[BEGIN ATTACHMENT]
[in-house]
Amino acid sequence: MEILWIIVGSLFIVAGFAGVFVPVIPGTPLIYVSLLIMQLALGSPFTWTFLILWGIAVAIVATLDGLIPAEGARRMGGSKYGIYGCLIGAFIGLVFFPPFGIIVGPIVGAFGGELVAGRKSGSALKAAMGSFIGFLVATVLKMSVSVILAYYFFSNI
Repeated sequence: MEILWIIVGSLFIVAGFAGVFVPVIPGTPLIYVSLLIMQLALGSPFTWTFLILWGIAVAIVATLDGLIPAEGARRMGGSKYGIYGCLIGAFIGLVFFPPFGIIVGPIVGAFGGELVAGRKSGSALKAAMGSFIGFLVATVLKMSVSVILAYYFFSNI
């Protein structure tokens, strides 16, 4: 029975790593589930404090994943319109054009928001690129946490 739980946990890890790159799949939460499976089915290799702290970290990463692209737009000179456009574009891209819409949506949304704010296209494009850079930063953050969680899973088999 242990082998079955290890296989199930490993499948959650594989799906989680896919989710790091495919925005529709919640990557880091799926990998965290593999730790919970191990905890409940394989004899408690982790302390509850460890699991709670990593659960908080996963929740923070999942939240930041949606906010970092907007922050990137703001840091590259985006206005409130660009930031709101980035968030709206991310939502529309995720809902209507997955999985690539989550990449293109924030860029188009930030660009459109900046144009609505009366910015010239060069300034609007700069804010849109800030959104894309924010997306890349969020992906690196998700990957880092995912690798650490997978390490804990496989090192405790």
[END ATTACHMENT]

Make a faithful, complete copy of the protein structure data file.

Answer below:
[in-house]
Amino acid sequence: MEILWIIVGSLFIVAGFAGVFVPVIPGTPLIYVSLLIMQLALGSPFTWTFLILWGIAVAIVATLDGLIPAEGARRMGGSKYGIYGCLIGAFIGLVFFPPFGIIVGPIVGAFGGELVAGRKSGSALKAAMGSFIGFLVATVLKMSVSVILAYYFFSNI
Repeated sequence: MEILWIIVGSLFIVAGFAGVFVPVIPGTPLIYVSLLIMQLALGSPFTWTFLILWGIAVAIVATLDGLIPAEGARRMGGSKYGIYGCLIGAFIGLVFFPPFGIIVGPIVGAFGGELVAGRKSGSALKAAMGSFIGFLVATVLKMSVSVILAYYFFSNI
């Protein structure tokens, strides 16, 4: 029975790593589930404090994943319109054009928001690129946490 739980946990890890790159799949939460499976089915290799702290970290990463692209737009000179456009574009891209819409949506949304704010296209494009850079930063953050969680899973088999 242990082998079955290890296989199930490993499948959650594989799906989680896919989710790091495919925005529709919640990557880091799926990998965290593999730790919970191990905890409940394989004899408690982790302390509850460890699991709670990593659960908080996963929740923070999942939240930041949606906010970092907007922050990137703001840091590259985006206005409130660009930031709101980035968030709206991310939502529309995720809902209507997955999985690539989550990449293109924030860029188009930030660009459109900046144009609505009366910015010239060069300034609007700069804010849109800030959104894309924010997306890349969020992906690196998700990957880092995912690798650490997978390490804990496989090192405790």